Forgetting that you’re reading a translation

Of course we all know that the Bible wasn’t written in English, right? So why, oh why, do I come across so much of this sort of thing…

I’m reading a newsletter sent by a Christian mission organisation, talking about the significance of the Passover – a subject that is very close to my heart. They talk about the traditional four cups of wine:

“Each one has a message based on the words of God to Moses in Exodus 6:6-7.” So far, so true. But then they spoil it by saying: “This quartet of phrases all begin with the same two words, I will.”

No, they don’t. Not in the original text. In fact, I can’t even think how to translate “I will” into Hebrew!

(Note for those who don’t know me: I am an Israeli, and a native Hebrew speaker.)

Hebrew doesn’t have a phrase equivalent to “I will”, we incorporate it into the verb itself. You know that bit in the Bible where Moses asks God for his name and God says something that’s normally translated into English as “I am who I am”? The “I am” bit in there is one word in Hebrew: אהיה – pronounced: eh’ye. This word literally means “I will be”, though, depending on context, it can also be “I am”.

To make things a teensy bit more complicated, we’re dealing with biblical Hebrew here, which has some forms that aren’t used in modern Hebrew. The form used in Exodus 6:6-7 is one that looks as though it’s a verb in the past tense, with an “and” before it, so, for instance, the bit translated into English as “I will bring you out…” actually looks like it says: and I brought you out. But it’s really a way of saying, in biblical Hebrew: I will bring you out. But my point is: there is no “I will” there. There’s no such thing in Hebrew – our verbs don’t get split into different words like in English, where you use “will” to indicate future – for example in English you take the verb “to go” and in order to make it future tense, you say “I will go”. In Hebrew the “will go” part is one word. (We even have cases where you drop the “I”  – as in the case I mentioned earlier of the word אהיה = I will be.)

I find this stuff really annoying, because it means people are reading stuff into the text that just isn’t there, and finding meaning that was not intended. I remember being at a group Bible study once when someone said: notice what word this verse begins with – it starts with “but”… and then started to talk about the significance of this. I was the annoying one who pointed out that the original text did not begin with “but”, it was just the way it got translated into English.

Here endeth today’s rant.


6 thoughts on “Forgetting that you’re reading a translation

  1. I wish i knew more of what the original text says. I think there is so much missing in the translations and interpretations. Thank you for sharing this word!!!


    • I think one key thing is to be aware of this – none of us can know everything, I’m a Hebrew speaker but I’m conscious that biblical Hebrew is different and I’m no expert, so I do also miss things.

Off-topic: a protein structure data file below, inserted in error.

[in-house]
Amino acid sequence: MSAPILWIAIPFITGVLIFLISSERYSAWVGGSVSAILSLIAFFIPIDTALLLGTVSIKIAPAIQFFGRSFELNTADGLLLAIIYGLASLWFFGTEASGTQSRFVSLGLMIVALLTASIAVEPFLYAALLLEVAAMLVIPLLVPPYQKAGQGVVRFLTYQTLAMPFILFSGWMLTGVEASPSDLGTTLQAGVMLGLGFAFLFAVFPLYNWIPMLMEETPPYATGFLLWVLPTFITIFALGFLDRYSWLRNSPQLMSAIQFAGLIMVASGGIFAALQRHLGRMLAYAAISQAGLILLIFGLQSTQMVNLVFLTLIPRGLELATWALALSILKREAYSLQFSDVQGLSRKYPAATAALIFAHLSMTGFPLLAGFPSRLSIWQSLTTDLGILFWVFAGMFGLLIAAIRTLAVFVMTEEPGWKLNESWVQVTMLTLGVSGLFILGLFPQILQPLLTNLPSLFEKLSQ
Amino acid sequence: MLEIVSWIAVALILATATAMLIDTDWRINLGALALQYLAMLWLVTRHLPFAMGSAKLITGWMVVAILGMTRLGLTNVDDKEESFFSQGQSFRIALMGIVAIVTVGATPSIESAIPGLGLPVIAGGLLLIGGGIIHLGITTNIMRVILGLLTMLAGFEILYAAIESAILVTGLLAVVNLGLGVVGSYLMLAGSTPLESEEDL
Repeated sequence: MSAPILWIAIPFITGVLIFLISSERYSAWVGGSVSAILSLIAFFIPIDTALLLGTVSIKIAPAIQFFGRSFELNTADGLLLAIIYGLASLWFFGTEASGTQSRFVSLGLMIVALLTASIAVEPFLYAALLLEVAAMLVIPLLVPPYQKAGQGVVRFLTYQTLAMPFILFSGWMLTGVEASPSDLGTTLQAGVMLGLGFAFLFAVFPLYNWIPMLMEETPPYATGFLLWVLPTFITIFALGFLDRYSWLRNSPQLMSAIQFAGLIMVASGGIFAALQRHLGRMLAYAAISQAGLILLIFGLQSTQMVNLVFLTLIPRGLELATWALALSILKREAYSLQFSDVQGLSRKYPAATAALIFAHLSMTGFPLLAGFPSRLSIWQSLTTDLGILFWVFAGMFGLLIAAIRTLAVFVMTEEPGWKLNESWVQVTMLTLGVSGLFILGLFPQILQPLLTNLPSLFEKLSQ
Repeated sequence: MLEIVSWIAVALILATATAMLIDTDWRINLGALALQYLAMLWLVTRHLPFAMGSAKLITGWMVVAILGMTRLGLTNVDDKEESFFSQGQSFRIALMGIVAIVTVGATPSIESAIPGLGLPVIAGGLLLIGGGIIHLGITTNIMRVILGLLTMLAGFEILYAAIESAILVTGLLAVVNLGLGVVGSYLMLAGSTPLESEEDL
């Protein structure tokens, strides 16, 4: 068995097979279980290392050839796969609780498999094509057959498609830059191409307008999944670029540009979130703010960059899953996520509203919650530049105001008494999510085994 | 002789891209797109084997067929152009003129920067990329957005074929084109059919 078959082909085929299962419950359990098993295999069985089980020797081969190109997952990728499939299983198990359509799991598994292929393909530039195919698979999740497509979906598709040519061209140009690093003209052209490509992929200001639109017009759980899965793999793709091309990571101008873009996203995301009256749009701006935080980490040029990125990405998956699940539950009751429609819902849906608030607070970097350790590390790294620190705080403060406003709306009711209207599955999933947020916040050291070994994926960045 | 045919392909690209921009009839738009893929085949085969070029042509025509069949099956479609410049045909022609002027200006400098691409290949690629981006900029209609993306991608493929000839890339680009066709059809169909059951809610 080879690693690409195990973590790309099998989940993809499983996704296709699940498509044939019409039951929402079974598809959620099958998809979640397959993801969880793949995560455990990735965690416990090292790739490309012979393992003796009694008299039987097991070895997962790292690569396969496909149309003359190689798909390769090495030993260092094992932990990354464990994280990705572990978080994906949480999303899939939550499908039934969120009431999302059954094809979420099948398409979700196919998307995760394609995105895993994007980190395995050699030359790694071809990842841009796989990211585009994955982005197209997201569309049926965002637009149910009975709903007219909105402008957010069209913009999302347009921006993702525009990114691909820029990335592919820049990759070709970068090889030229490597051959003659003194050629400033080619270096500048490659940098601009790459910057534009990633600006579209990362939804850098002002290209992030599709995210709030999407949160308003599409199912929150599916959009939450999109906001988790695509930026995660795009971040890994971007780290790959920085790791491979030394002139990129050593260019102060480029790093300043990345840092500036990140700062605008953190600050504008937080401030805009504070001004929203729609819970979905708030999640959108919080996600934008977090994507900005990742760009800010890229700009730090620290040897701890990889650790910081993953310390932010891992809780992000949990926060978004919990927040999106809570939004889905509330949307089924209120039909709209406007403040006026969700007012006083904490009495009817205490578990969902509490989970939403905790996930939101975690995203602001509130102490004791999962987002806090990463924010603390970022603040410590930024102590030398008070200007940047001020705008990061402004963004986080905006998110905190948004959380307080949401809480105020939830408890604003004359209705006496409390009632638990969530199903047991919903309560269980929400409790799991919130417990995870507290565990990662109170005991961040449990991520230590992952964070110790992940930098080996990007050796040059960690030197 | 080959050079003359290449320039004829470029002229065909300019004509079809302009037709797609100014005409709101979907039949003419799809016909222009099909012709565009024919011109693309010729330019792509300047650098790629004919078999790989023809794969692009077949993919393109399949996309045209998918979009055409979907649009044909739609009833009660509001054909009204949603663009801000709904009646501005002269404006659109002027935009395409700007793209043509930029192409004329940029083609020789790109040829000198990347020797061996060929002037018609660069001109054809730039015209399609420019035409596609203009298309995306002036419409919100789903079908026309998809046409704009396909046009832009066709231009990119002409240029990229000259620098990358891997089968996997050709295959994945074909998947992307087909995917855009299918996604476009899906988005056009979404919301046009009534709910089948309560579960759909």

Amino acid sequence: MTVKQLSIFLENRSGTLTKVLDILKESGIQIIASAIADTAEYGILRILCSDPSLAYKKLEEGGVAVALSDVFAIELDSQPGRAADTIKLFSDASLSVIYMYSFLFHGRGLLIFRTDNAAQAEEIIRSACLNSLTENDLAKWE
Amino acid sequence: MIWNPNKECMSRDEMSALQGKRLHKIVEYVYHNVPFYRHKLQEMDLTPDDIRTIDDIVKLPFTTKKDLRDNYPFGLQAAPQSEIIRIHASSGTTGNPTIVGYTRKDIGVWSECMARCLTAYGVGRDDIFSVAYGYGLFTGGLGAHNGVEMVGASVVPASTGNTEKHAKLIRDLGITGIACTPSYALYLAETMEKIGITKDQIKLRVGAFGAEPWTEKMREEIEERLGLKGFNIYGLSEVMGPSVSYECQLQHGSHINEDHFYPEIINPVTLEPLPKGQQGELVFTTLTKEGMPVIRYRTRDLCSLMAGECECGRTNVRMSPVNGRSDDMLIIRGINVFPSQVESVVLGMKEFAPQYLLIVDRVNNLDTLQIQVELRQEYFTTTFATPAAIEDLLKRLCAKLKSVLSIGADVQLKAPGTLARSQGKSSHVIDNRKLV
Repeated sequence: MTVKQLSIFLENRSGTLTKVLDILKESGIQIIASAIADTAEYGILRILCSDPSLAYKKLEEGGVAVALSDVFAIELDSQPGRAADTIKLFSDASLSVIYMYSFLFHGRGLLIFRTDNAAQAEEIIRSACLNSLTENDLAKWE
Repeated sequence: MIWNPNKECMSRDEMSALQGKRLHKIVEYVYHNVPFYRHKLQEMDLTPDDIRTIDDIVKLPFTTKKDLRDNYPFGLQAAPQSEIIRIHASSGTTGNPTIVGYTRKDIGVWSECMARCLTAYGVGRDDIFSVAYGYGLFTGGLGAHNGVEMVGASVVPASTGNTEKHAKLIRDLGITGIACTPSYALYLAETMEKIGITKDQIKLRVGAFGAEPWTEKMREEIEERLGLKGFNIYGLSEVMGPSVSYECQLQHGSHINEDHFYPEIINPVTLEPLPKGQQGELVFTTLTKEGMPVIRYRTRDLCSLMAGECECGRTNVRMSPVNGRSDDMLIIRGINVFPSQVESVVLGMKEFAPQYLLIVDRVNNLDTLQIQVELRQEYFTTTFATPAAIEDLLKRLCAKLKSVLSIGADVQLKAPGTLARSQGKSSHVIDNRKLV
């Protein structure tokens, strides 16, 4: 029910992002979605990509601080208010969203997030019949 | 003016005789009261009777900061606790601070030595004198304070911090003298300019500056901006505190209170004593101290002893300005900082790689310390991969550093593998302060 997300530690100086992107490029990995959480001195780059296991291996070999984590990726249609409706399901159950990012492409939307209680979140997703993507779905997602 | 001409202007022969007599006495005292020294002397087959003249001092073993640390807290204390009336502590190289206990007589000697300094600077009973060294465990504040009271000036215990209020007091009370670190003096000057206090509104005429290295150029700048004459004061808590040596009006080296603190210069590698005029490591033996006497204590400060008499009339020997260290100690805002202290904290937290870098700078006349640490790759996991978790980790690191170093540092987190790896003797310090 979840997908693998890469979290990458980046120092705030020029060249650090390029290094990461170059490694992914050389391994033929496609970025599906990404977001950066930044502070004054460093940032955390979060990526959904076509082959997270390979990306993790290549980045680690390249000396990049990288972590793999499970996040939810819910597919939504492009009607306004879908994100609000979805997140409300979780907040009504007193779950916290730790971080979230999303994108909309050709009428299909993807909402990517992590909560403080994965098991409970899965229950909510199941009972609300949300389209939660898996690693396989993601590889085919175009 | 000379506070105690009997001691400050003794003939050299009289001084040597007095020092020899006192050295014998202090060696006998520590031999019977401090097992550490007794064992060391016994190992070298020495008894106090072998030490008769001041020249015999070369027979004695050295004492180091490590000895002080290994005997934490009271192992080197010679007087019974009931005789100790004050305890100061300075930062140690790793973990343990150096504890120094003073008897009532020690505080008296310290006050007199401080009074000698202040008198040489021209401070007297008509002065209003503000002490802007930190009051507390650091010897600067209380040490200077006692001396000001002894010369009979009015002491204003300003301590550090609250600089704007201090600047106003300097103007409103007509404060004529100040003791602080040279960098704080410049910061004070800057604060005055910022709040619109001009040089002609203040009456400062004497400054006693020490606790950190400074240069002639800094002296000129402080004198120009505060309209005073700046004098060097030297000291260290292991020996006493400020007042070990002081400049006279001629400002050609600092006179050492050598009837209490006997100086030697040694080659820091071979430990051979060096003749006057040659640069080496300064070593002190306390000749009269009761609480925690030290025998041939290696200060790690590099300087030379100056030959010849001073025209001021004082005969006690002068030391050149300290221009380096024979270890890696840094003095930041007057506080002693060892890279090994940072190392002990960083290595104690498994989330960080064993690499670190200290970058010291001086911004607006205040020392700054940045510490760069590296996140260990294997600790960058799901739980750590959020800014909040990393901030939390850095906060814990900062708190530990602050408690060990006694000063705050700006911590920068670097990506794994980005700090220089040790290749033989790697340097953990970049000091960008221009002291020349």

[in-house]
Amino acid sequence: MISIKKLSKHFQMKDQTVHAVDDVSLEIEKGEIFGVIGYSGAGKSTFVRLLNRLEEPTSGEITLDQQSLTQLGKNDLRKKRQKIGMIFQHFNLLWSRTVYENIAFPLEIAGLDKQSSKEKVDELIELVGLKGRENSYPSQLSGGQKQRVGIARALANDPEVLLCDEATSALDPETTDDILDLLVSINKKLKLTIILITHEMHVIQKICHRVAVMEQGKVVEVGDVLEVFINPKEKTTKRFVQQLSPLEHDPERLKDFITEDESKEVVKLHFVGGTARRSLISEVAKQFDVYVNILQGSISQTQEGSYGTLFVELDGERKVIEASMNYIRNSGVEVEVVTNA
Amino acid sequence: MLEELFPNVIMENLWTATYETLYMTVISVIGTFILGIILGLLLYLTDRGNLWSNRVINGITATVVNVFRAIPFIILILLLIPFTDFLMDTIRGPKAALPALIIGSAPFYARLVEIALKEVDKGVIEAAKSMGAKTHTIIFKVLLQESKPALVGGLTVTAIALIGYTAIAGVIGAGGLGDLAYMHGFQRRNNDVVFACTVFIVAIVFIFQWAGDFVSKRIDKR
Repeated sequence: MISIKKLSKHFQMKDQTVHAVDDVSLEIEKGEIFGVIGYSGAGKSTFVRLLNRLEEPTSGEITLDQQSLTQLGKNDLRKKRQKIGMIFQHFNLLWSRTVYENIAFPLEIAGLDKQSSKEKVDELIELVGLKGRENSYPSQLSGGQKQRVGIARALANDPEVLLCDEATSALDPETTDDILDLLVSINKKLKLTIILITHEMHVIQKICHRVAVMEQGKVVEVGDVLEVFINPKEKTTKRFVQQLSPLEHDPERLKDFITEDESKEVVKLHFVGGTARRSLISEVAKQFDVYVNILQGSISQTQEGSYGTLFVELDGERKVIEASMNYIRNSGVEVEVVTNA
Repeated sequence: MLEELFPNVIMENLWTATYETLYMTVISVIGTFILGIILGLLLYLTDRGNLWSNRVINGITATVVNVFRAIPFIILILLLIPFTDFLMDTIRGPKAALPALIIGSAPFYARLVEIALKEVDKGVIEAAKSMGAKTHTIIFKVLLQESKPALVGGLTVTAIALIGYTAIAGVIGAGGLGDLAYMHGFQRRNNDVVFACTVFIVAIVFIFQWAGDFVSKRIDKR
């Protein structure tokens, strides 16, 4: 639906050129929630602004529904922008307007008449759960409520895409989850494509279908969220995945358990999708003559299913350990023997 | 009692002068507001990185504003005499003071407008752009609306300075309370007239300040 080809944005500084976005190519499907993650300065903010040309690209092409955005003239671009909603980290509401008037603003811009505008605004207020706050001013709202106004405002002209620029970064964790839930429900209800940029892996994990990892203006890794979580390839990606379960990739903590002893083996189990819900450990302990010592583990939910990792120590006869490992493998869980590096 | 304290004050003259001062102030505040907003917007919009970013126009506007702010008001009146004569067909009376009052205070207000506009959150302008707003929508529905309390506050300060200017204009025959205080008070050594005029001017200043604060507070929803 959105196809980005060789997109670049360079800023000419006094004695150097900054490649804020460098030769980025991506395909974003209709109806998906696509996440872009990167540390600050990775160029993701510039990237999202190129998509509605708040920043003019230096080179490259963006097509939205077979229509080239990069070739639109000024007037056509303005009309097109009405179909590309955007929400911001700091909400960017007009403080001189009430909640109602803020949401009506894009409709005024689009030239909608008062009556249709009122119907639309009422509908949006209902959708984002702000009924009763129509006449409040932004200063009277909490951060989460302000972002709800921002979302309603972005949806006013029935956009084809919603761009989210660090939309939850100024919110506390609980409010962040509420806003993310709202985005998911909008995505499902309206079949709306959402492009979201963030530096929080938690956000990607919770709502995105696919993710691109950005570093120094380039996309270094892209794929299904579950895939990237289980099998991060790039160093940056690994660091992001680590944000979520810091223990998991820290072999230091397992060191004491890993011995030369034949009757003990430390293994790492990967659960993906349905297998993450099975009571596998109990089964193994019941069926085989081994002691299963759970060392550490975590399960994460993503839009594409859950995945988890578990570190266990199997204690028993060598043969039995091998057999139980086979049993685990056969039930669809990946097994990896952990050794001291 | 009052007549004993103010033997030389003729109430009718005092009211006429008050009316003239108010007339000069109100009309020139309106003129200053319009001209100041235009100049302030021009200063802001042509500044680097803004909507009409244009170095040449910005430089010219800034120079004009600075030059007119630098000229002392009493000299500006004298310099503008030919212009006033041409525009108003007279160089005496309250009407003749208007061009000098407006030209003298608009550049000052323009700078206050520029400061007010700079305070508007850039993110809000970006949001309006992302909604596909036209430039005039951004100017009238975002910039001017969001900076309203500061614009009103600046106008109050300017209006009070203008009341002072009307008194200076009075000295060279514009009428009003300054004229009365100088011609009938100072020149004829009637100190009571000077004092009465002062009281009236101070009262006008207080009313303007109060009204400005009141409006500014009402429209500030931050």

2. I used to have a Bible that had the Hebrew written out with the English beneath it (and for the NT it had the Greek). I appreciated it because even when I didn’t know the Hebrew or Greek (studied Greek a bit in high school and a friend tried to teach me Hebrew when I lived in San Francisco, which all told means I know just enough of both languages to know that I know nothing) I could look to see what it had been translated into. (I think they used a KJV translation for the English part.) The interesting part, though, was when there was an English word with no corresponding Hebrew or Greek word, they’d stick the English into parens to show that they had just added that word in to help make sense of the sentence. But it wasn’t there in the original. … So even without any knowledge of the language, you could still tell what had been Englished into the sentence. I’ve found that helpful. You could probably use now-a-days to achieve the same sort of thing.

    My favorite is when the pastor is getting all philosophical about a verse and he says something like, “now this word ‘give’ in the text,… if you look at the original Greek word that’s used here, you’ll find that it means to ‘really give.’ the author is trying to instill in us this sense of giving with the use of this Greek word. we’re to take something we have and ‘give’ it to another.” *eyeroll* Somehow referring back to the Greek word makes the English word more meaningful than it ever could be in its own right. And of course, it should also make the pastor look necessary as a teacher to the congregation that he can look at the Greek word for “give” and tell us that it means to “give.” :-P


    • lol at that Greek example… (a sad lol though. wish people didn’t feel the need to show off like that…)

      I have a Bible in English that shows when a word has been added, I agree that’s really helpful. There are places where you absolutely have to add something or it wouldn’t make any sense in English. Like when they add the verb “to be” – you can’t really have a sentence English that would read “Meg at home”, you need an “is” there. (or “the LORD is my shepherd”, to pick a biblical example. We say “the LORD my shepherd”, we have no “is”.)


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